9. Two more songs followed by an advert for World Goth Day. These will probably be old 80's classics that everyone forgot about or were too drunk to notice when they were first released.
  10. Start looking anxiously at what time I have left & decide whether I can cram two more tracks in or one long one (rifle through anything by Fields Of The Nephilim or Sisters Of Mercy for convoluted tracks).
  11. Announce the podcast URL, & discover that I only have two and a half minutes left due to bad timekeeping. Swear a lot off the air.
  12. Scrabble around for any Deathrock track (fast, punchy, but most importantly, often short).
  13. Completely forget step 12 and go for something daft like a cover version of a popular song done by someone obscure and/or unpopular.
  14. Save what I have as a second WAV file and start the tedious process of converting both files to a 256kbps MP3 format.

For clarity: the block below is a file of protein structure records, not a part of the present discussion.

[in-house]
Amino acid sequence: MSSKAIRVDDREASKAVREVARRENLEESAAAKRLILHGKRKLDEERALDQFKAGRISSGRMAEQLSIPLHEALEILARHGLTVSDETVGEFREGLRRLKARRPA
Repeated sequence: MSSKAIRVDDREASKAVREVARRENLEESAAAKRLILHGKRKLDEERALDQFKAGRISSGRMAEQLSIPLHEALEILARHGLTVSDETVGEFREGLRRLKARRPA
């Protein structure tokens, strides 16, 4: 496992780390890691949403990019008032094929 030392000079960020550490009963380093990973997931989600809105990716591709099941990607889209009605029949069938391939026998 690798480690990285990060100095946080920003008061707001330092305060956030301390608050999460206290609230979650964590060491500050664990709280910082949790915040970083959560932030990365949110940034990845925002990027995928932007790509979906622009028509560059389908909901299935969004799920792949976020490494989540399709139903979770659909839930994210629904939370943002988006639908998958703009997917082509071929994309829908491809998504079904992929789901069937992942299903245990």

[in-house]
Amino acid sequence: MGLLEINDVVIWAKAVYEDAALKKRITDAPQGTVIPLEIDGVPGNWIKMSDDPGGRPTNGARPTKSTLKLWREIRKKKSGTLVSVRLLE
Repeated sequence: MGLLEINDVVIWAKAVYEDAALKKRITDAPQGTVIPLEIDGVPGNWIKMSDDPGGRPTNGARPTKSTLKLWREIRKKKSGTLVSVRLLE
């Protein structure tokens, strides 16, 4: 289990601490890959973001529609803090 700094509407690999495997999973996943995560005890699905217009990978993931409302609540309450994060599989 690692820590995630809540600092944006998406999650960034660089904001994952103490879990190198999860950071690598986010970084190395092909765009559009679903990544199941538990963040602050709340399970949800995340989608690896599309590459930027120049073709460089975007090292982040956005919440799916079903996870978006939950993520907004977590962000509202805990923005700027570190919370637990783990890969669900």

15. Glue both WAV files together and make a 96kbps MP3 Podcast file
  16. Insert a whole bunch of metadata into the show files including playlist and album artwork. This probably gets stripped out at the other end but for my archiving purposes it works well.
  17. Upload the podcast file to the Podomatic page and upload the two higher quality MP3 files in a Zip file to Sendspace for mailing off to Phoenix Radio & Radio Nightbreed. This takes ages to do.

Despite the haphazardness of the above process it seems to work. I haven't been headhunted by local radio yet, but that's a good thing right now.

If I can contribute any advice at all to anyone looking to get into podcasting or broadcasting on internet radio, it would be this: Don't put out anything you wouldn't want your name connected with, and find a way that works for you, because everyone else, especially me, is getting it wrong more often than they'd care to admit before you get to hear it...

1 comment:

  1. Sounds scarily close to my 'production technique' too, what I refer to as the "switch mic on and pause, try to think of something, and then talk shit' method. I'm sure there's a proper radio phrase for that, all I can think of is 'panic and pray'..